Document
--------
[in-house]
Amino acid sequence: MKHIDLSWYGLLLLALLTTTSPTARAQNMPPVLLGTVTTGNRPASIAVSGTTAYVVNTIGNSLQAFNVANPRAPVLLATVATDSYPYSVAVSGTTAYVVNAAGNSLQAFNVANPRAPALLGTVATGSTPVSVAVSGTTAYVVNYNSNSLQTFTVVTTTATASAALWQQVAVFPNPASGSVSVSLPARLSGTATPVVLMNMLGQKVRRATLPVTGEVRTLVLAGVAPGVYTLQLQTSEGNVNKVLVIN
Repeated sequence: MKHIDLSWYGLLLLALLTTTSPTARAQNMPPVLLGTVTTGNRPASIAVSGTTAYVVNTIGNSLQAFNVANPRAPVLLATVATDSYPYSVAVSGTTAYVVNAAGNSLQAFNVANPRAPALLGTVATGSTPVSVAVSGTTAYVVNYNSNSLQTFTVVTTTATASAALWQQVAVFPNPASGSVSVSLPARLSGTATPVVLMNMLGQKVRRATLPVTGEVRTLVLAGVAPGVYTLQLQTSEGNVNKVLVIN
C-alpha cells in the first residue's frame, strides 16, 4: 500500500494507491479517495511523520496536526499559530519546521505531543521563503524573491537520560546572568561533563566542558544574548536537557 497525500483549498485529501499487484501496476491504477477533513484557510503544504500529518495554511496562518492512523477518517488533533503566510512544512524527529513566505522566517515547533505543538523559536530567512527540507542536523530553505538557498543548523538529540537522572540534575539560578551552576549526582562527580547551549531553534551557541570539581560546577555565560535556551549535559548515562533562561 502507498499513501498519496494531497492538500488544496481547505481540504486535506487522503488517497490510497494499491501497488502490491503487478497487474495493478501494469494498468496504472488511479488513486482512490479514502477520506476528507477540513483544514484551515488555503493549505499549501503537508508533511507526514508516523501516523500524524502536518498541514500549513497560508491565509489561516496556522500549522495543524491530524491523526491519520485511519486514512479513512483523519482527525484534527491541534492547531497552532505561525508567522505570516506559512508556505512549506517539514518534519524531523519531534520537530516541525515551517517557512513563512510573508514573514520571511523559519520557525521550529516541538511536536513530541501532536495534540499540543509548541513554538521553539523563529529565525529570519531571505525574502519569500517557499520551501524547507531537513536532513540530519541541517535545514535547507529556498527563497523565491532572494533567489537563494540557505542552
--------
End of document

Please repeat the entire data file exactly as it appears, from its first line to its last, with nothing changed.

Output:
[in-house]
Amino acid sequence: MKHIDLSWYGLLLLALLTTTSPTARAQNMPPVLLGTVTTGNRPASIAVSGTTAYVVNTIGNSLQAFNVANPRAPVLLATVATDSYPYSVAVSGTTAYVVNAAGNSLQAFNVANPRAPALLGTVATGSTPVSVAVSGTTAYVVNYNSNSLQTFTVVTTTATASAALWQQVAVFPNPASGSVSVSLPARLSGTATPVVLMNMLGQKVRRATLPVTGEVRTLVLAGVAPGVYTLQLQTSEGNVNKVLVIN
Repeated sequence: MKHIDLSWYGLLLLALLTTTSPTARAQNMPPVLLGTVTTGNRPASIAVSGTTAYVVNTIGNSLQAFNVANPRAPVLLATVATDSYPYSVAVSGTTAYVVNAAGNSLQAFNVANPRAPALLGTVATGSTPVSVAVSGTTAYVVNYNSNSLQTFTVVTTTATASAALWQQVAVFPNPASGSVSVSLPARLSGTATPVVLMNMLGQKVRRATLPVTGEVRTLVLAGVAPGVYTLQLQTSEGNVNKVLVIN
C-alpha cells in the first residue's frame, strides 16, 4: 500500500494507491479517495511523520496536526499559530519546521505531543521563503524573491537520560546572568561533563566542558544574548536537557 497525500483549498485529501499487484501496476491504477477533513484557510503544504500529518495554511496562518492512523477518517488533533503566510512544512524527529513566505522566517515547533505543538523559536530567512527540507542536523530553505538557498543548523538529540537522572540534575539560578551552576549526582562527580547551549531553534551557541570539581560546577555565560535556551549535559548515562533562561 502507498499513501498519496494531497492538500488544496481547505481540504486535506487522503488517497490510497494499491501497488502490491503487478497487474495493478501494469494498468496504472488511479488513486482512490479514502477520506476528507477540513483544514484551515488555503493549505499549501503537508508533511507526514508516523501516523500524524502536518498541514500549513497560508491565509489561516496556522500549522495543524491530524491523526491519520485511519486514512479513512483523519482527525484534527491541534492547531497552532505561525508567522505570516506559512508556505512549506517539514518534519524531523519531534520537530516541525515551517517557512513563512510573508514573514520571511523559519520557525521550529516541538511536536513530541501532536495534540499540543509548541513554538521553539523563529529565525529570519531571505525574502519569500517557499520551501524547507531537513536532513540530519541541517535545514535547507529556498527563497523565491532572494533567489537563494540557505542552